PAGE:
For most of us, the most common funeral practices involve burial or cremation. However, the world is quite diverse and so are its methods of treating the departed. It’s just that these customs and rituals are followed by a limited number of people. As such, we are not aware of it. Here’s a quick look at some of the weirdest funeral practices from around the world.
Endocannibalism: Eating the dead – Some tribes in the past used to eat their dead. It includes Mayoruna tribe and Amahuaca Indians in Peru and Brazil. The Ya̧nomamö tribe from the Amazon rainforest were also said to have followed Endocannibalism in the past. Eating the dead not only sounds bizarre, but can also lead to severe infectious diseases.
Converted into gems – There’s a practice in South Korea, where mortal remains of a dead individual is converted into gem-like beads. These are converted in various colors and displayed inside the home.
Sky burial – There is a practice in Buddhism that the dead body is offered to the birds. The rationale is that humans should follow the same laws of nature as is applicable for other animals on the planet. Offering the dead body to feed the birds is also considered as an act of compassion. While this practice is closest to nature, it may not be acceptable to everyone’s sensibilities.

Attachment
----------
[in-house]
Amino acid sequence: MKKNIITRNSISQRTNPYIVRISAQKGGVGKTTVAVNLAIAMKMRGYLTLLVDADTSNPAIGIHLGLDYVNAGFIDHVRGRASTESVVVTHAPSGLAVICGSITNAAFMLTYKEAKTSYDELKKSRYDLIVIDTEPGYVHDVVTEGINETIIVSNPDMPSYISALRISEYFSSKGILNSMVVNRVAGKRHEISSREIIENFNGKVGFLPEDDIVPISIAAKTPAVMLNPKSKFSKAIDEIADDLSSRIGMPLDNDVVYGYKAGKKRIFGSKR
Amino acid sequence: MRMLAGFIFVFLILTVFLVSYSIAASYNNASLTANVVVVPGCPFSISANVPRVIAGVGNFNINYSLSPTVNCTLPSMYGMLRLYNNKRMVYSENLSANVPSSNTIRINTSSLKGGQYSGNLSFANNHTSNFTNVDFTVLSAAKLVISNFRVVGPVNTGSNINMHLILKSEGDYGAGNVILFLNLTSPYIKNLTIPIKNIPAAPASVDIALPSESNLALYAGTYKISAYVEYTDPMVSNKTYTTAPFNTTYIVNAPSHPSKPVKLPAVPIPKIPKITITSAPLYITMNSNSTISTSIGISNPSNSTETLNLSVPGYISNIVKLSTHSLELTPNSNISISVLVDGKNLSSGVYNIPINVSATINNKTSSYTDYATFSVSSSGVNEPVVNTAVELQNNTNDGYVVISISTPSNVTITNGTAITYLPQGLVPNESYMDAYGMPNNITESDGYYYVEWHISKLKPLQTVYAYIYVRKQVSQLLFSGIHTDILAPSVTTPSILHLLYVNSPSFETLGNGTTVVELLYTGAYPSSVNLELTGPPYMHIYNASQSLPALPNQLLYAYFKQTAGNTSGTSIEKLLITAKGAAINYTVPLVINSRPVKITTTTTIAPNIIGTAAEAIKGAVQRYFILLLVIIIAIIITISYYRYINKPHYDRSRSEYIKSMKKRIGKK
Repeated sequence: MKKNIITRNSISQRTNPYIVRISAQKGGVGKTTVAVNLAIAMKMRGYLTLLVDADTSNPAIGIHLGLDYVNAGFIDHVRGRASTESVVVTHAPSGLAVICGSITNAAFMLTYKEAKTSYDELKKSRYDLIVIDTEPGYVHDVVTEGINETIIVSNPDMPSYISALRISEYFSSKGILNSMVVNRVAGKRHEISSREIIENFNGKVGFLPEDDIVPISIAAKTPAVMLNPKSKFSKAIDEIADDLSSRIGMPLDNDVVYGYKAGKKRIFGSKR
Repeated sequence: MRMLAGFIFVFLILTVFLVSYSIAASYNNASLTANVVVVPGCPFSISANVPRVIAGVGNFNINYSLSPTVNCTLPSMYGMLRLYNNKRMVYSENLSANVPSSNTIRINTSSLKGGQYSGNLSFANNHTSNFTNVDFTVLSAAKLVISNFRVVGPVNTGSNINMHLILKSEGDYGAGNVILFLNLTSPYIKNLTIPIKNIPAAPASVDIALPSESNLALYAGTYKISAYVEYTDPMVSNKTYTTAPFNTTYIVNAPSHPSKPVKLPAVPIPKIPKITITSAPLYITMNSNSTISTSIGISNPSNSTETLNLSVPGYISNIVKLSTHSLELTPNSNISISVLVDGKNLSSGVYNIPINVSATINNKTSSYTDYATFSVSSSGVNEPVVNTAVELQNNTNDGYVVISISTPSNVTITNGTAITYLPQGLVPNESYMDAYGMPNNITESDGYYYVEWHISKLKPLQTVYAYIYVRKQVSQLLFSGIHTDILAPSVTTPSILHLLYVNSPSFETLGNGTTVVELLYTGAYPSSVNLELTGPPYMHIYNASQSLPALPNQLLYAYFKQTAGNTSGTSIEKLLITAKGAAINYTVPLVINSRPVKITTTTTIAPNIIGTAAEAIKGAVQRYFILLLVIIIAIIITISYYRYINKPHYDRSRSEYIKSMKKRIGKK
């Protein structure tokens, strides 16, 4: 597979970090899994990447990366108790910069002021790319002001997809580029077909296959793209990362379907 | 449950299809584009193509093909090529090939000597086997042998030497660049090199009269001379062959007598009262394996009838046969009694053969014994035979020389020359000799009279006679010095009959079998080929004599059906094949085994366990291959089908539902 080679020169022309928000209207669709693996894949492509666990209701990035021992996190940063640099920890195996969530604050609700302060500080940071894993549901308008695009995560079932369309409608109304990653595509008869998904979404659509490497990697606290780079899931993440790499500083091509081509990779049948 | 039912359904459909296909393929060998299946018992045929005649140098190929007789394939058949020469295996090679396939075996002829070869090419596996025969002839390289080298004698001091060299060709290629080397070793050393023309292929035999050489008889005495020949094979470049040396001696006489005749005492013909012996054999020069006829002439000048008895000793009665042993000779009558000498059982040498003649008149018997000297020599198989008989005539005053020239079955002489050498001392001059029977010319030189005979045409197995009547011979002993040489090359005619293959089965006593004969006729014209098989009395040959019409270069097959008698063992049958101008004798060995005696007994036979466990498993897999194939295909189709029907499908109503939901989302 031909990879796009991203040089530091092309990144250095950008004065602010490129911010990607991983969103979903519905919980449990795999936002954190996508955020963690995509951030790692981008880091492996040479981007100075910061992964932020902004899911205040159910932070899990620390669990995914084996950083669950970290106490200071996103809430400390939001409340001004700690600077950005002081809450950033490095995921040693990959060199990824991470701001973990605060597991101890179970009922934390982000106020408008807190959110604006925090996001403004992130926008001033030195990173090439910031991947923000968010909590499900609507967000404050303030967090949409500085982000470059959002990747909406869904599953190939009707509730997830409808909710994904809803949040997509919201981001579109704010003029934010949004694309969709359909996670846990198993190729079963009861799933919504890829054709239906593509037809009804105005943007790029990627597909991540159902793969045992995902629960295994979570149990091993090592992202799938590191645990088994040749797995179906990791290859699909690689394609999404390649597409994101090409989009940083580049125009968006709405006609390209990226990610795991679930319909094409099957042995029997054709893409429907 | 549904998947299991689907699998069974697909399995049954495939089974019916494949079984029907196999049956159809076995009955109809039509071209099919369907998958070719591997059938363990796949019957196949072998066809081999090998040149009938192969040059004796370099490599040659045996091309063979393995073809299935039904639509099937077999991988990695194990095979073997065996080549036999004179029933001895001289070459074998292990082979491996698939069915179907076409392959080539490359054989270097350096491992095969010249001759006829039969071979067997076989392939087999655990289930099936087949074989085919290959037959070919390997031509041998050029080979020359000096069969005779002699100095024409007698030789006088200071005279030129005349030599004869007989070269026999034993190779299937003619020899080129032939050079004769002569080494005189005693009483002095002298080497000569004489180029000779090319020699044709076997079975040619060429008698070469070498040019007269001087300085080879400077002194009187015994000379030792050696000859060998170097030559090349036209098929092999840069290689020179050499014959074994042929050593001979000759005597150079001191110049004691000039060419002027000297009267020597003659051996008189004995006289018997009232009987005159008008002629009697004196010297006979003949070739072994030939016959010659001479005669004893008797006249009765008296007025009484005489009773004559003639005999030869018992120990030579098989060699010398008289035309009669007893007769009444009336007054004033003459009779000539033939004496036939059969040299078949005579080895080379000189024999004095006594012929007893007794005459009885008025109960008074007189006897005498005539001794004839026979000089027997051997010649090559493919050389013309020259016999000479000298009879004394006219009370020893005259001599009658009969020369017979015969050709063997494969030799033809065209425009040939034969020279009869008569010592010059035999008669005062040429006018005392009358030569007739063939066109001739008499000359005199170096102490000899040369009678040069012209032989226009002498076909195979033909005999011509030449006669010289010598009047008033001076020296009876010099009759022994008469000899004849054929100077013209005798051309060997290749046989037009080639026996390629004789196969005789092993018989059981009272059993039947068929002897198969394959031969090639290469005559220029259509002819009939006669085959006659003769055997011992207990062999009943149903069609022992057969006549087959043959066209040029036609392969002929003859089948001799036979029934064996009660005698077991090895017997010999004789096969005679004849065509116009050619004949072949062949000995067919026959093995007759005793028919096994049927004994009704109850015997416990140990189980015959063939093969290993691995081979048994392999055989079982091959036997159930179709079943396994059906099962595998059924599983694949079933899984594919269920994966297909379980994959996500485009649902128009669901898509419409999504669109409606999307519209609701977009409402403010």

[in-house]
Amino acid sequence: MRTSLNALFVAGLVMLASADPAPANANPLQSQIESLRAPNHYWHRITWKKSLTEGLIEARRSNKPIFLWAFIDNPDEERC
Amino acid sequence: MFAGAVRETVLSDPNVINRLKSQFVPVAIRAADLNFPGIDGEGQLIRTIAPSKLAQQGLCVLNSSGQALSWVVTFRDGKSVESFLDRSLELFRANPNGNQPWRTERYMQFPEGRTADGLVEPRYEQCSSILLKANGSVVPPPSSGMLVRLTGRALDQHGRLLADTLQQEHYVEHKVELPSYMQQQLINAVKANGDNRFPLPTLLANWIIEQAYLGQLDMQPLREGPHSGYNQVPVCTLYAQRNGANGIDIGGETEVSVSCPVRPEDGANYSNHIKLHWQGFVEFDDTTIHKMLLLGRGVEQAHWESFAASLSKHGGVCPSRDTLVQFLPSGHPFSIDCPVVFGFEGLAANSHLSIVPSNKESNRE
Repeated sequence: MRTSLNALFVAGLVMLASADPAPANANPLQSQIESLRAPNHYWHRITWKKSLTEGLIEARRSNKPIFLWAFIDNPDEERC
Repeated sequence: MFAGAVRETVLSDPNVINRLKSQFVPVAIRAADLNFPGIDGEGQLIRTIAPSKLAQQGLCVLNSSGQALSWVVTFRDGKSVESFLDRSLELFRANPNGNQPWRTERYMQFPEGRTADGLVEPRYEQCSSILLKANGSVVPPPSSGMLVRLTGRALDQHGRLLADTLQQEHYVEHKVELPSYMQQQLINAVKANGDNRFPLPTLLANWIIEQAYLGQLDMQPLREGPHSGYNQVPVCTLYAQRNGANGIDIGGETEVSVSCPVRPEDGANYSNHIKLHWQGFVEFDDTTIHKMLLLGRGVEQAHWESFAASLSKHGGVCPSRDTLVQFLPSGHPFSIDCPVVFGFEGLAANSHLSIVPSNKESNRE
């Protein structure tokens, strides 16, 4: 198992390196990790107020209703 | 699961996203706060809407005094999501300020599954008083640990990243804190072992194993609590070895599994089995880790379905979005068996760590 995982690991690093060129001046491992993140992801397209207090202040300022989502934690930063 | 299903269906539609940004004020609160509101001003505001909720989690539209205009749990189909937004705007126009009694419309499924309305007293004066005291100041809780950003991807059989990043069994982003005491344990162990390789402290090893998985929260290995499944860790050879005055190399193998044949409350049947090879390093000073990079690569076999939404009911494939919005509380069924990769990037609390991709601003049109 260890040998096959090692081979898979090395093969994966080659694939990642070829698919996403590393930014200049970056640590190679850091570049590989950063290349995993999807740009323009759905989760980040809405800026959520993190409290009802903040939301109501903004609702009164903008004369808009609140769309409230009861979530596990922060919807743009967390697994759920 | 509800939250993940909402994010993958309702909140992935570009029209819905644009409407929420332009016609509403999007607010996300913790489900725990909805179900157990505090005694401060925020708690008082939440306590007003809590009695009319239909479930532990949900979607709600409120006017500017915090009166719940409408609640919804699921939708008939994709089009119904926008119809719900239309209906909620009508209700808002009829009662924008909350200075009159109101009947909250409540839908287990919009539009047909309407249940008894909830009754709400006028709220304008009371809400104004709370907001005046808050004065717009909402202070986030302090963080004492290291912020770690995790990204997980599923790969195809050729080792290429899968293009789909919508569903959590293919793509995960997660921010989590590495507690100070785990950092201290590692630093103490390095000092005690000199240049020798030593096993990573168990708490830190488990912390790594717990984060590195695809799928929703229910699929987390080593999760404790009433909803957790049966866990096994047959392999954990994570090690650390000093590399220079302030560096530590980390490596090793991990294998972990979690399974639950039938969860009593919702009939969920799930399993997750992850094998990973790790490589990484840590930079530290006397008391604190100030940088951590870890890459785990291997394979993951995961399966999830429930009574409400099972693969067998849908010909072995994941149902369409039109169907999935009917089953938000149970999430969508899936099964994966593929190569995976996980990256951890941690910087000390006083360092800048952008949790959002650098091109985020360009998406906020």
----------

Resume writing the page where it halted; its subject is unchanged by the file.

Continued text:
Tinguian funeral – This is practiced in specific communities in Philippines. The dead body is dressed in fine clothing and is made to sit on a chair for several weeks. Sometimes, people also light up a cigarette and place it on their lips. This practice is believed to help the departed in their afterlife.
Tree burial – This is a relatively new concept wherein the dead body is placed inside a biodegradable enclosure. Along with it, the seed of a tree is also placed inside. This practice aims to make burials as environment-friendly as possible. It also gives a sense of peace to loved ones, as the dead will continue to live in the form of a tree.
Tower of Silence – As per Zoroastrian beliefs, the dead body is fed to the vultures and other birds. A special Tower of Silence, an elevated structure, is created for this purpose. The rationale is to avoid contact with natural elements such as water, earth and fire, all of which are treated as sacred in Zoroastrian religion.
Immersion in rivers – In many communities, especially those living near rivers, the dead body is floated in the waters using small wooden rafts. The belief is that the dead body will be finally united with the elements from where it originally came from.